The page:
Why World Day Against Child Labour?
In 2002, the International Labour Organization (ILO) established the World Day Against Child Labour. The essence is to bring to worldwide attention the adverse effects of child labour with the purpose of canvassing for and mobilizing actions needed to eradicate it.
Hence, the World Day Against Child Labour is commemorated 12 June, every year to educate the world—governments, corporate companies/organizations, employers and employees, civil societies, etc.—about the menace of child labour and highlight the plight of child labourers all with a view to finding lasting solutions to it.
The 2017 theme is “In conflicts and disasters, protect children from child labour.”
What is child labour?
According to the United Nations, “Child labour is work carried out to the detriment and endangerment of a child, in violation of international law and national legislation. It either deprives children of schooling or requires them to assume the dual burden of schooling and work.”
Categories of child labour
- Unconditional worst forms of child labour: Subjecting children to slavery, trafficking, debt bondage, forced recruitment of children for use in armed conflict, prostitution, and pornography, and so on.
- Underage recruitment: recruiting children who are under the minimum age specified for that kind of work (as defined by international legislation and standards). This kind of work impedes the child’s education and full development.
- Dangerous or hazardous work: these are the type of works that adversely affect the physical, mental or moral well-being of a child due to their nature or the conditions in which they are carried out.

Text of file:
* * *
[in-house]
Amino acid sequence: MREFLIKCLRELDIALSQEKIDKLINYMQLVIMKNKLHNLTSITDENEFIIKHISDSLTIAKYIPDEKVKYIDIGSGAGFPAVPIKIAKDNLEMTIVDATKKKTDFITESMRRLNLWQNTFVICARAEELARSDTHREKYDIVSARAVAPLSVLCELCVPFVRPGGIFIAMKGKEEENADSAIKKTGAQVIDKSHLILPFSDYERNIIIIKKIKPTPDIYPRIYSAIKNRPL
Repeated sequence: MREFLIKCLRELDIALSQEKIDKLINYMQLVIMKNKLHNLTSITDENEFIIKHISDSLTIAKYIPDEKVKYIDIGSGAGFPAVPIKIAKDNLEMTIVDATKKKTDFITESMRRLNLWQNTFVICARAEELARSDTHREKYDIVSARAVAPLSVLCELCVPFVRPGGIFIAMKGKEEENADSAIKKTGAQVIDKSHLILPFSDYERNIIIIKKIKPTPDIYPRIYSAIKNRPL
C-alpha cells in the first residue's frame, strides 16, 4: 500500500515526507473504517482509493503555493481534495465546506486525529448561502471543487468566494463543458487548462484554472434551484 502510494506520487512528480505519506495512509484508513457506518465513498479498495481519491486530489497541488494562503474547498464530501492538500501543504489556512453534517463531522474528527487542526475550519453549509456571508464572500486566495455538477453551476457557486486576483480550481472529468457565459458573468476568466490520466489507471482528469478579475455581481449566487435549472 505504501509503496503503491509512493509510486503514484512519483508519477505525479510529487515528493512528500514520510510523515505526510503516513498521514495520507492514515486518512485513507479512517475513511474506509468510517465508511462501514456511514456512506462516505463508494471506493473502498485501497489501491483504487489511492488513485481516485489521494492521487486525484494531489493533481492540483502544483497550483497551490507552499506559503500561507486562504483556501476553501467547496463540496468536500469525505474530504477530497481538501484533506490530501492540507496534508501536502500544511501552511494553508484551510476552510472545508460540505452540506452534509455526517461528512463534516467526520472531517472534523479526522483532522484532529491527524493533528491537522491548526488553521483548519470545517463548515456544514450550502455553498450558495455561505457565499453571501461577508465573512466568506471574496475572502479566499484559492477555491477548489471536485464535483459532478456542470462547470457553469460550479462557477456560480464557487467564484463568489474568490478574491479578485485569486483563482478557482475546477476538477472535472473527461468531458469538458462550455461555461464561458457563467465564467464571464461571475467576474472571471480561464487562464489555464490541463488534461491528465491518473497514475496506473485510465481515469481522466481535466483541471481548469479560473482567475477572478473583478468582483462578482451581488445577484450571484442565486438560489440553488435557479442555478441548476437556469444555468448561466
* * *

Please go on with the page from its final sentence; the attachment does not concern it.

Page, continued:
What causes child labour?
- Large family size/family condition
- Traditional or cultural factor
- Civil war
- Urban migration
How can child labour be eradicated?
Create favourable economic policies that are capable of eradicating poverty—or reducing it to the barest minimum.
- Put in place regulations that guide companies against recruiting children for inappropriate works.
- Review and eradicate cultural practices that encourage child labour.
- Create inclusive educational policies that ensure children have access to education.
Corporate Companies should:
- Ensure your employees meet the appropriate age requirements.
- Stop hiring children below the required minimum age.
- Remove children from hazardous work.
- Reduce the hours for children under the minimum age.
- Apply a safety and health management system.
- Raise awareness and educate masses about child labour and its consequences.
- Create poverty eradication programmes for poor families.
- Create subsidized education programmes for less privileged children.
- Plan their family based on their financial strength.
- Take complete responsibility for the upbringing of their children.
Facts about child labour
In case you don’t know how deep child labour phenomenon is, check out these facts:
- An estimated 246 million children are engaged in child labour.
- There are about 48 million child labourers in Sub-Saharan Africa. Nearly one child in three (below the age of 15) is working
- The Asia and Pacific region harbours the largest number of child workers in the 5 to 14 age group. 19 percent (127.3 million) of children in the region are working.
- There are about 17.4 million child labourers in Latin America and the Caribbean.
- 15 percent of children in the Middle East and North Africa (about 2.5 million) are working.
Read stories about child labour
- Escape from Paradise by Nii Kpani Addy
- Hidden Girl: The True Story of a Modern-Day Child Slave by Shyma Hall
- Iqbal by Frances D’Adamo
- I Am a Taxi by Deborah Ellis
- Chained by Lynne Kelley
- Yasmin’s Hammer by Ann Malaspina
- Malala: A Brave Girl From Pakistan by Jeanette Winter
Factsheet: Child Labour
“Child labour; the effect on child, causes and remedies to the revolving menace” by Lana Osment